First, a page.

Try lying down on your side, either the side of the pain or the opposite one – whichever brings you more relief. If you need more relief, try a hot water bottle.
Changes in Vision
Sometime around the fifth month of pregnancy, many women find their vision changes, usually for the worse. The increased fluid retention throughout your body actually changes your eyeballs’ shape, and with it, your vision. Some women become more far-sighted, some more near-sighted during pregnancy.
You may feel you need a change in the prescription of your glasses, or your contact lenses may become uncomfortable as if they no longer fit. Another cause of vision changes in pregnancy is the drop in estrogen, which decreases the moisture available to your eyes (dry-eye syndrome). It can lead to blurred vision, light sensitivity, and red, burning eyes.
Feet are Growing During the fifth Month of Pregnancy
If you feel your feet are getting larger and heavier as your abdomen does, you are right. That’s the fluid collecting in your ankles and feet, especially after a day of standing. Feet also feel the effects of the normal ligament looseness that develops throughout your body, causing weight-bearing joints to stretch and widen and arches to fall. The extra body fat you are accumulating doesn’t help any.
Put all these changes into a shoe, and it’s no wonder that it no longer fits. Most women require at least a half-size larger shoe starting around the fifth month of pregnancy, and around fifteen percent of moms permanently require footwear at least a half-size larger.
For more information on pregnancy, see The Healthy Pregnancy Book: Month by Month, Everything You Need to Know from America’s Baby Experts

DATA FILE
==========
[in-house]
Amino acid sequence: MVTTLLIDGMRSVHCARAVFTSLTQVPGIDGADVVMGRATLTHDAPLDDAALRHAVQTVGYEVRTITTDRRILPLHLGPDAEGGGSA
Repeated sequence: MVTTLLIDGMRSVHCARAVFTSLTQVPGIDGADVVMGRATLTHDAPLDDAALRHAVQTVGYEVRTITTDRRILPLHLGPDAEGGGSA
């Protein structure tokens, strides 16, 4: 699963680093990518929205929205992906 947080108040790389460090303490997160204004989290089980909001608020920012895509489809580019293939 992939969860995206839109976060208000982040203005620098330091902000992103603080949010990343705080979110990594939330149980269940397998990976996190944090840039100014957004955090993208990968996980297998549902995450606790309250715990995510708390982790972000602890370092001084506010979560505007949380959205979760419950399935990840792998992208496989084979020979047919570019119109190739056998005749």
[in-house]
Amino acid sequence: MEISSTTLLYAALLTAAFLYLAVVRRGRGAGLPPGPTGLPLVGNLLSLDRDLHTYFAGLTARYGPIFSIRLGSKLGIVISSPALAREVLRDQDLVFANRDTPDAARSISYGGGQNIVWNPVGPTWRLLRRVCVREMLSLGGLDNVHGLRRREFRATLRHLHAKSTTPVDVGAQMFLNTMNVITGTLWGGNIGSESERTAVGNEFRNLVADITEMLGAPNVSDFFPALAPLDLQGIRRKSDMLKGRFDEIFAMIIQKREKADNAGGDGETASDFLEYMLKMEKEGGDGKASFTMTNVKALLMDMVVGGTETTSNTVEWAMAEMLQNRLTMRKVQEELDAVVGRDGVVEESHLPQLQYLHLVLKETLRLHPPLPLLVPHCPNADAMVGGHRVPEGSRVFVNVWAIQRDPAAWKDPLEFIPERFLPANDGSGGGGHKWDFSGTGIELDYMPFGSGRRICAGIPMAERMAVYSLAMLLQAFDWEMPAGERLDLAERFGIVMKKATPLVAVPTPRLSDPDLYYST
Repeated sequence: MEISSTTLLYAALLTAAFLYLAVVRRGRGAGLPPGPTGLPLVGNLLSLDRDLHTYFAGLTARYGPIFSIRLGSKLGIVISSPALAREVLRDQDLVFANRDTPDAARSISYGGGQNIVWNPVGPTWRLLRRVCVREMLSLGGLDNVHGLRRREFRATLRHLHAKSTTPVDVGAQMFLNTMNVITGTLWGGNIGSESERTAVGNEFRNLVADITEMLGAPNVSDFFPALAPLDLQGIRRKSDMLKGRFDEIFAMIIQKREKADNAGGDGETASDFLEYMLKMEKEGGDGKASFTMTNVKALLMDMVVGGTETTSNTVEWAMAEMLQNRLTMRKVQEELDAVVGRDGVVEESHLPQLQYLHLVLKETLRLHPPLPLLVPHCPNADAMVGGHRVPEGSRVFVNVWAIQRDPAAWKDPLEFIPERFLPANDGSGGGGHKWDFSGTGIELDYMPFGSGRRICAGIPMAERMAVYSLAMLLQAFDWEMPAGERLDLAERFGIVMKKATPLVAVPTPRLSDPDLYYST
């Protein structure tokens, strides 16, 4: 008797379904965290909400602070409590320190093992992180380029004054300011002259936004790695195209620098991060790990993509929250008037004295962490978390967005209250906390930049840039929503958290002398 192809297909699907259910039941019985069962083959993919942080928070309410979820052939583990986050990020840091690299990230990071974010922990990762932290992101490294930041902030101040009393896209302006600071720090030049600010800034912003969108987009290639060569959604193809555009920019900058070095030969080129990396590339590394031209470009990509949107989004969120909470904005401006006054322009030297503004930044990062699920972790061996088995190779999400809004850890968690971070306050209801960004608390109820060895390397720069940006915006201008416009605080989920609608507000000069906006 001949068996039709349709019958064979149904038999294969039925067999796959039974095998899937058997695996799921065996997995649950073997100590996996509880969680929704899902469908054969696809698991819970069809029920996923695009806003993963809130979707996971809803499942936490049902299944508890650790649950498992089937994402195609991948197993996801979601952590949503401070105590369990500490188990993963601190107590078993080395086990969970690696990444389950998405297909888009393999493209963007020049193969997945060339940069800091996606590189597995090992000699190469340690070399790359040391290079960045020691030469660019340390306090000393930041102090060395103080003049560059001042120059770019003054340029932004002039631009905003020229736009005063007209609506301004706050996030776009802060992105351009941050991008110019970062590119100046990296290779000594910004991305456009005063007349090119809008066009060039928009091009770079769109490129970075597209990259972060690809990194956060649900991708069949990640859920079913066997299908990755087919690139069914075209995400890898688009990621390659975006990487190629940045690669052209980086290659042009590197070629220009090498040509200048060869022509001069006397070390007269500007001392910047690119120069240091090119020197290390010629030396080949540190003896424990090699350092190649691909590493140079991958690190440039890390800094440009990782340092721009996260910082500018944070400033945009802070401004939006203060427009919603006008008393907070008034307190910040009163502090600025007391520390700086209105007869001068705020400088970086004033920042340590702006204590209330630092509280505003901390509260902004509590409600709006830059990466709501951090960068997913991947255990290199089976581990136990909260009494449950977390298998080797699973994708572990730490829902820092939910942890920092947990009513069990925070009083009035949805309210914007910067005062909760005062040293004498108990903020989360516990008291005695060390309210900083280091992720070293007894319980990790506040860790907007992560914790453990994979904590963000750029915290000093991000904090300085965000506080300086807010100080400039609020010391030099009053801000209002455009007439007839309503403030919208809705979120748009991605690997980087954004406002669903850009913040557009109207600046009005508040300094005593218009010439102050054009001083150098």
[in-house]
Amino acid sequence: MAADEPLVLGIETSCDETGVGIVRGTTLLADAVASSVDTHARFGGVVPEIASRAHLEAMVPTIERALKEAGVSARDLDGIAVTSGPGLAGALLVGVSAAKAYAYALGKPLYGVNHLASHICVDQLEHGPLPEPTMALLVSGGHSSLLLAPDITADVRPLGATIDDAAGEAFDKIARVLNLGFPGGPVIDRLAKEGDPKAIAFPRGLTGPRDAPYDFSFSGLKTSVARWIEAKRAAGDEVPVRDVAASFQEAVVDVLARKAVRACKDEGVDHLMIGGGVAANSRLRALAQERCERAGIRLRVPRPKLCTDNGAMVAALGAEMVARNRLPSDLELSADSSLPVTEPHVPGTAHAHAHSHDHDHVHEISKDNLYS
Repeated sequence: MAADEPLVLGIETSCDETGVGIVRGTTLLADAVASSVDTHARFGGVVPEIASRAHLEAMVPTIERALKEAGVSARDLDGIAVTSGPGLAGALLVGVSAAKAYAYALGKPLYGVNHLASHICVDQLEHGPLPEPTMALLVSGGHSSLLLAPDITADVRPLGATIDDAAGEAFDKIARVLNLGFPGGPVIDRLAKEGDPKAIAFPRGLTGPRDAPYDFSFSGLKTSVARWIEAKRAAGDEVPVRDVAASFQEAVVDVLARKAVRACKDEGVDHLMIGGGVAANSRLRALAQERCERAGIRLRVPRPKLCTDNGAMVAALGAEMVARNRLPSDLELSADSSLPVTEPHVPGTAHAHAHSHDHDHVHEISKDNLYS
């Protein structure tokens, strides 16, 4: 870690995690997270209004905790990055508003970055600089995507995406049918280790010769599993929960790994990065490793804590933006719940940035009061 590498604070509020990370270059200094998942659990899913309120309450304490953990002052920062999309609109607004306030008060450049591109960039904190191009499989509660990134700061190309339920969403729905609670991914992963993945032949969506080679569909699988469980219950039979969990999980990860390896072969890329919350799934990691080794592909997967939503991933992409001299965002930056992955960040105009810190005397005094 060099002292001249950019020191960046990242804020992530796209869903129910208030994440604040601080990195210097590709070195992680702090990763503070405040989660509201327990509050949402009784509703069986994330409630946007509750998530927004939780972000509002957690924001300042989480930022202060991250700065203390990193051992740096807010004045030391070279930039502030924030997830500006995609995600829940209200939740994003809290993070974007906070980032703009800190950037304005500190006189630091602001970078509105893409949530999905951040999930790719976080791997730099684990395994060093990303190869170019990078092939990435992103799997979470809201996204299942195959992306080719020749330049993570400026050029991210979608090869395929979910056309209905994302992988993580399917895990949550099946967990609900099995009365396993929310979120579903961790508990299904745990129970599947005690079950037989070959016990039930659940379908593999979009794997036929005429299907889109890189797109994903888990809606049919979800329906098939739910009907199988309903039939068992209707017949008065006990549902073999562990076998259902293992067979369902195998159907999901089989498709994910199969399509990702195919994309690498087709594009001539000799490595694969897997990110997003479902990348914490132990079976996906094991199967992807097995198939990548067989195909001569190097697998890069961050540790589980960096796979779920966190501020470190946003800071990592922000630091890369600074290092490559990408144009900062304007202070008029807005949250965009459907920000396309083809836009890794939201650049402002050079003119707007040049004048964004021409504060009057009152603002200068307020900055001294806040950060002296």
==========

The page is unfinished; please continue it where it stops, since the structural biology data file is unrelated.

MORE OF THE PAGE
Dr. Sears, or Dr. Bill as his “little patients” call him, has been advising busy parents on how to raise healthier families for over 40 years. He received his medical training at Harvard Medical School’s Children’s Hospital in Boston and The Hospital for Sick Children in Toronto, the world’s largest children’s hospital, where he was associate ward chief of the newborn intensive care unit before serving as the chief of pediatrics at Toronto Western Hospital, a teaching hospital of the University of Toronto. He has served as a professor of pediatrics at the University of Toronto, University of South Carolina, University of Southern California School of Medicine, and University of California: Irvine. As a father of 8 children, he coached Little League sports for 20 years, and together with his wife Martha has written more than 40 best-selling books and countless articles on nutrition, parenting, and healthy aging. He serves as a health consultant for magazines, TV, radio and other media, and his AskDrSears.com website is one of the most popular health and parenting sites. Dr. Sears has appeared on over 100 television programs, including 20/20, Good Morning America, Oprah, Today, The View, and Dr. Phil, and was featured on the cover of TIME Magazine in May 2012. He is noted for his science-made-simple-and-fun approach to family health.